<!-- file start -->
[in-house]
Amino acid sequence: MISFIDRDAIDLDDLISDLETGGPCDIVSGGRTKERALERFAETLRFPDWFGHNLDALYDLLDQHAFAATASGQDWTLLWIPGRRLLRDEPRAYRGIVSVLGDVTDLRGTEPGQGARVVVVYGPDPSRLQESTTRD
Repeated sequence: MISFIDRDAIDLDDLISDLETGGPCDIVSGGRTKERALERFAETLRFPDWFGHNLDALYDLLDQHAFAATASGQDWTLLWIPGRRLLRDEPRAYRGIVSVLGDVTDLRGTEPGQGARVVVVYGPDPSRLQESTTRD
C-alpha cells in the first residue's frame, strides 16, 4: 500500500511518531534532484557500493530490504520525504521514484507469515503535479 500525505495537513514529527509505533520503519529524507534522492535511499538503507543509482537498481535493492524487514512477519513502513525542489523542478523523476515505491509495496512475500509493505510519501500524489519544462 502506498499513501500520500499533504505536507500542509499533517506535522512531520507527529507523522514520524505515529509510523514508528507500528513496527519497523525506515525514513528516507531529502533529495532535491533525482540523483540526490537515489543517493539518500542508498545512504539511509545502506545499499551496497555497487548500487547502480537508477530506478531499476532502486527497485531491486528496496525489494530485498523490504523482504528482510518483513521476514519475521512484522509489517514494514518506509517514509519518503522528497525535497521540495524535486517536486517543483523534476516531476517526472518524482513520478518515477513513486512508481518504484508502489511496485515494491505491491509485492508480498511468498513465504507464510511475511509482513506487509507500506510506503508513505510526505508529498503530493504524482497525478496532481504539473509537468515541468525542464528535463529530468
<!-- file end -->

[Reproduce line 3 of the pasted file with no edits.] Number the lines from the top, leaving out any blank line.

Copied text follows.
Repeated sequence: MISFIDRDAIDLDDLISDLETGGPCDIVSGGRTKERALERFAETLRFPDWFGHNLDALYDLLDQHAFAATASGQDWTLLWIPGRRLLRDEPRAYRGIVSVLGDVTDLRGTEPGQGARVVVVYGPDPSRLQESTTRD